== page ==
Until Next Time…Happy Trails!

 

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Cowboy Simple Christmas

Keeping Simple Christmas…

In a lot of modern homes, Christmas is anything but simple. It’s costly and complex, like a Rubik’s Cube puzzle with  angles and facets and faces… And no matter how much you turn and twist, someone is not going to be happy.

Well dagnabbit, that’s a confounding situation since Christmas isn’t supposed to be about us.

It’s about them… a family, pushed to travel with a baby due and no choice. A family put upon by governmental regulations, taxes and expectations… and a secret baby.

Anyone who writes romance understands the lure of a secret baby. We have Mary, pregnant by unexplained means. We have Joseph who stays by her side because an angel came to him in a dream…. and told him to stand by Mary, to welcome the coming child as his own…

And then he did, so Joseph is one of my favorite saints. He not only stood by her, he cared for his wife and little son and when it was time to escape a tyrannical killer in the form of King Herod, Joseph fled with his wife and child to a foreign land…. and didn’t bring them back until Herod’s reign was over.

Now that’s a true cowboy.

He put them first.

He cared for them. He probably wasn’t exactly comfortable with all of this… a wife, pregnant by unexpected and unexplained means…. a child not his own…. and to leave what he knew first to protect them.

He may have been a carpenter, a man who worked with his hands to shape wood, but in my heart, he was a true cowboy. He put others first…. he was patient as needed…. strong enough to take the lead… and loving enough to accept a child not his own. That wasn’t exactly the norm back then.

This link to Michael Card singing “Joseph’s Song” is such a perfect image of Joseph… the cowboy. The sacrificial father…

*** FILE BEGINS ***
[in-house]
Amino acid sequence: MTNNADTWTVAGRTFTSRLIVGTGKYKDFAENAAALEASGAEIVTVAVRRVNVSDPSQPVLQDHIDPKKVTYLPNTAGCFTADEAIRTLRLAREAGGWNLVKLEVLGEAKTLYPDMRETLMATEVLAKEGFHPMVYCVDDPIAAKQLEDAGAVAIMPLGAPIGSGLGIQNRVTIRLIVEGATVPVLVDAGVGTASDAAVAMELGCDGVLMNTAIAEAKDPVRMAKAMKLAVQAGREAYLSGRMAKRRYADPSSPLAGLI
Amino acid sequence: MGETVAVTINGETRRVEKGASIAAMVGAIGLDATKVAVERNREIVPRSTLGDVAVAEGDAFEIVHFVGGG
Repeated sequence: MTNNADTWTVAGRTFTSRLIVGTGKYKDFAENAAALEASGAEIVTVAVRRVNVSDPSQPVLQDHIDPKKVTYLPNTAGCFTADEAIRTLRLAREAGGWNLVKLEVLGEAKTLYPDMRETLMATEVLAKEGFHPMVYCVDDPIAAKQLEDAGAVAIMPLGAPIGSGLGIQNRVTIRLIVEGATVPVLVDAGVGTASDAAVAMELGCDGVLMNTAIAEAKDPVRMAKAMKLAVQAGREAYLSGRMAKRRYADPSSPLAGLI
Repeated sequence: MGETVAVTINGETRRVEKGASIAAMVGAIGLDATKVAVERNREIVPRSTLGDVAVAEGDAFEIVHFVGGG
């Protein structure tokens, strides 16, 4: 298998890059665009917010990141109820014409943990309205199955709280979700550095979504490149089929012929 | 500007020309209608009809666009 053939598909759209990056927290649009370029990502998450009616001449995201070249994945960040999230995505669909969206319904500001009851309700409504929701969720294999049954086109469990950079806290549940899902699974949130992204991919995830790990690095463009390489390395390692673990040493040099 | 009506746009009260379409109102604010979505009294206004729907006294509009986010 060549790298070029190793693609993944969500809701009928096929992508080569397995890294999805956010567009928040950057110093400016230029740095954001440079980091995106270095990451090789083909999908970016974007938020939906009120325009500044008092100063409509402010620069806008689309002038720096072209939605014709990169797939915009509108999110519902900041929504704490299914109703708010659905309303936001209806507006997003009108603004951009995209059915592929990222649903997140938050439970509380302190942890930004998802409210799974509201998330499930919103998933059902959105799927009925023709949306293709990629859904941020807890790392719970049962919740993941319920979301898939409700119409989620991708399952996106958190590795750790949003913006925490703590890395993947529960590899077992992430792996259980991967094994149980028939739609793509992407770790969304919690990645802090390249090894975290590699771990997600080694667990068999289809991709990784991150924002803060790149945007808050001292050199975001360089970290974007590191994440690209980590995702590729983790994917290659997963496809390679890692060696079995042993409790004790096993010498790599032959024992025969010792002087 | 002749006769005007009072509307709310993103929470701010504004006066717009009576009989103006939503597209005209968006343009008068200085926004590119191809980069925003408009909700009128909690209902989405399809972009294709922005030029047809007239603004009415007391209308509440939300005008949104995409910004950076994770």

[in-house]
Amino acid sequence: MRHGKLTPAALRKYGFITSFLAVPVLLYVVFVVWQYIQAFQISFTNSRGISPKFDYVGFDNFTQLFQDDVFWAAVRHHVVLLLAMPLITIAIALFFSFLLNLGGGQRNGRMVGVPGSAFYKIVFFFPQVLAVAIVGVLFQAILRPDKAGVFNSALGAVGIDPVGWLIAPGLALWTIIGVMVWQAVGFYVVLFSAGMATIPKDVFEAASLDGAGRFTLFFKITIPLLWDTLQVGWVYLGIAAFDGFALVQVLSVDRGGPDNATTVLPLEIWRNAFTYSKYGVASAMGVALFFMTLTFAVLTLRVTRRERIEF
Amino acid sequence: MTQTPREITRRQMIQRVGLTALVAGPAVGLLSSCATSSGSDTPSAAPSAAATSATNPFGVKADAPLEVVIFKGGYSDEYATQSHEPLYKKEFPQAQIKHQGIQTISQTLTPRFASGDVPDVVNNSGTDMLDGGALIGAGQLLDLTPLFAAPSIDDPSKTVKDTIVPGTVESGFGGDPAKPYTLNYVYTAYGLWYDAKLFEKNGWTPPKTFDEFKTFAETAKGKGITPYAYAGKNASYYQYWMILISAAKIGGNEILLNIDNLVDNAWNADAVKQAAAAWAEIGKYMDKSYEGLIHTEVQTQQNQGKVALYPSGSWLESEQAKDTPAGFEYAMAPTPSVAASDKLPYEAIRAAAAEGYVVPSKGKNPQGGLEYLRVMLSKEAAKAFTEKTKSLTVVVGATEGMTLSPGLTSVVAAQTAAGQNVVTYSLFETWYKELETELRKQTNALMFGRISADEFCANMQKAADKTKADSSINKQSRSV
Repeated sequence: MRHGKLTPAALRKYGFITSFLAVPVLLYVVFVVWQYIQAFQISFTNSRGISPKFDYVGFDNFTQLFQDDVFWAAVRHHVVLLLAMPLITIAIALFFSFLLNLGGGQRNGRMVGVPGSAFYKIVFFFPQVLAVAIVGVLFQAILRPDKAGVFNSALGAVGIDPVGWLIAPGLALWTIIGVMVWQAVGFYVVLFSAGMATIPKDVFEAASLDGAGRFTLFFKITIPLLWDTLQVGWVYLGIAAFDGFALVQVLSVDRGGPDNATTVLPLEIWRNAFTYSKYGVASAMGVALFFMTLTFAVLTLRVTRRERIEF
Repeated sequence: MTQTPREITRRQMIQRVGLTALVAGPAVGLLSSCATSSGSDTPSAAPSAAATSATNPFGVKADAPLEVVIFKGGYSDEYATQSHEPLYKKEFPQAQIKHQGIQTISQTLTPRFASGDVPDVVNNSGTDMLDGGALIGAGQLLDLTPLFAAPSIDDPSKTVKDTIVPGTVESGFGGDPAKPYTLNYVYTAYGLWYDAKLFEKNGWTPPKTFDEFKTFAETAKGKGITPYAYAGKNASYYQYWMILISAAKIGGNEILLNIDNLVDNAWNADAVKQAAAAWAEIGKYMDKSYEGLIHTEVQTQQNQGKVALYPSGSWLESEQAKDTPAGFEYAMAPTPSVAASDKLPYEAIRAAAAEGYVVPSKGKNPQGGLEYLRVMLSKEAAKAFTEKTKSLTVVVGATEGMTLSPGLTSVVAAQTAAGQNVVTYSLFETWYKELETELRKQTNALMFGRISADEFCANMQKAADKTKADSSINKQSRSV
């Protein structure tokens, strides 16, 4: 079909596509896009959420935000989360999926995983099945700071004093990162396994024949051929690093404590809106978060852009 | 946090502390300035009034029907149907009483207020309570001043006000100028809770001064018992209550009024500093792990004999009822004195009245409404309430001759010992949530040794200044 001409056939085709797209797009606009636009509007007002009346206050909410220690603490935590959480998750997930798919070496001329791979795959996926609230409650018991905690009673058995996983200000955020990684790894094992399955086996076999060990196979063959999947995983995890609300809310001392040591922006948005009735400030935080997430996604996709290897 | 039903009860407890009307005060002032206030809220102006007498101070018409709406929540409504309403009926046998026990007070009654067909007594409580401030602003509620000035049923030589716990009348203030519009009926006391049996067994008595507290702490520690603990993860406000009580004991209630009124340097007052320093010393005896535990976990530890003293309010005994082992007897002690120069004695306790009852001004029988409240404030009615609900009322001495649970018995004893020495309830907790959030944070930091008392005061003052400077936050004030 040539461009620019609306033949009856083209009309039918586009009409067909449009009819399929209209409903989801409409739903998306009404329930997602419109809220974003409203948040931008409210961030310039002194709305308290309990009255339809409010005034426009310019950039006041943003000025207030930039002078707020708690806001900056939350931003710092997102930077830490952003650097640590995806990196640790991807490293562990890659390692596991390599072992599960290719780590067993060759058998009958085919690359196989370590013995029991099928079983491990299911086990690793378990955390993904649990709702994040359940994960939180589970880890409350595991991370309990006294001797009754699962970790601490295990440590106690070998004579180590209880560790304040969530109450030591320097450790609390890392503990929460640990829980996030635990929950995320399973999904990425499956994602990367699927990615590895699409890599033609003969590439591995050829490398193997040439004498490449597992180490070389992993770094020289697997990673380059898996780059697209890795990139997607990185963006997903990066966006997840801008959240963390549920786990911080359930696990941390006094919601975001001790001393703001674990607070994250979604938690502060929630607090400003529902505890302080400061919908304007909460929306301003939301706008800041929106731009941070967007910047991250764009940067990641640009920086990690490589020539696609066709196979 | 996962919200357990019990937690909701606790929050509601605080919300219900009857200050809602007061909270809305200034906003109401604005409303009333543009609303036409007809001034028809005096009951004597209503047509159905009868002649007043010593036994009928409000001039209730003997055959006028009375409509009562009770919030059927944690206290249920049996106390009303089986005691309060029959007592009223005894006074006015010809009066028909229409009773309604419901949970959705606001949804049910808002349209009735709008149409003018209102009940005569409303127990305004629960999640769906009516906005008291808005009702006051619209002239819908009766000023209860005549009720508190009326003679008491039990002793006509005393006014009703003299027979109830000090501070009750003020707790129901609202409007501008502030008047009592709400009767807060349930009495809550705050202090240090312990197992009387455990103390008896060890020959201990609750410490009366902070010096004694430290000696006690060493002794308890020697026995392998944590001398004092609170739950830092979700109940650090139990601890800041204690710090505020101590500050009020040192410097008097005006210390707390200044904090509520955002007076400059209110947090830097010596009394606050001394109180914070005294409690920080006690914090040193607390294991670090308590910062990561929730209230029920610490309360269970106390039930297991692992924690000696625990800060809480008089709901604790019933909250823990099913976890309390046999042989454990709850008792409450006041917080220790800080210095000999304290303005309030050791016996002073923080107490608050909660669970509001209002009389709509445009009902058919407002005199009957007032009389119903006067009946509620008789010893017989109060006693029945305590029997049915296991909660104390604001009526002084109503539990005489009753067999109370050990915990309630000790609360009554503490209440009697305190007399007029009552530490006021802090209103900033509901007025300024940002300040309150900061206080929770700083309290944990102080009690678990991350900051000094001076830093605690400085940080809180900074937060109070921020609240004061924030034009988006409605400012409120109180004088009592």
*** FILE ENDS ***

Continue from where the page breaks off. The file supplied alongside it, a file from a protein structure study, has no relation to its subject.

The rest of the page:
Simple Christmas…. Remember Laura Ingalls’ description of her prairie Christmas in “Little House on the Prairie”? A tin cup… a candy stick… and a shiny penny!

And Ma made sugar cakes and they roasted venison or rabbit or fish caught in Plum Creek…

Simple isn’t bad. Simple is good. Simple can be fulfilling. Like when you stay up all night with an ailing cow and she takes a turn for the better come morning…. Like when your taxes shoot up and you’re not sure where the money will come from and all of a sudden you have the best maple syrup season you’ve had in a dozen years… Or how about when someone puts a bug in your ear about fancy pumpkins and you like the idea and grow them and sell 17,000 pumpkins because you thought fancy stacking pumpkins would sell… and then they did! 🙂

Simple goodness… simple foods…. simple comforts…. simple songs… simple romance….

In this beautiful season of giving, I have a brand new book release that centers on second chances… new beginnings… and God’s perfect timing in a little town where wishes and prayers and hopes and dreams mingle freely…

A town called “Wishing Bridge”.  And of course there is a link for you to see this wonderful 4 STAR ROMANTIC TIMES story RIGHT HERE!!!!! 

I want you to read this story. It’s not a Western, but it’s a great book with a heart for the downtrodden and hope for the future… It’s a story that grips your heart and soothes your soul… it’s a story of small town loving and small town fears… and about three women who make a pledge to help each other as needed, and now– twelve years later– it’s needed.

I’ve got a Kindle copy to give away today so let me know if you’ve got a Kindle or the Kindle app for your computer or tablet…. and I’ll tuck your name into the wishing well!  So what do you do to keep the spirit of Christmas as your focal point so you don’t get lost in the hustle and bustle? I’d love to have you share your points right here today!

 

Twas the Day After Christmas…

Dear Santa,

What do you do the day after Christmas? Do you sleep in? Have breakfast in bed? Rejoice that your mission for the year is
over?

Or are you already planning for next year?

I hope you take a few days off and recharge those batteries. I hope that the pictures I’ve seen of tropical Santa in flowered shorts and a straw hat are real and you’re taking the missus on a much-deserved vacation.

When I was a teacher, the day after Christmas was one day closer to going back to work, so I would embrace the day, try to make it last as long as possible. But the days always slipped away and I found myself back at school. Now don’t get me wrong—I loved teaching, loved my kids—but teaching is exhausting and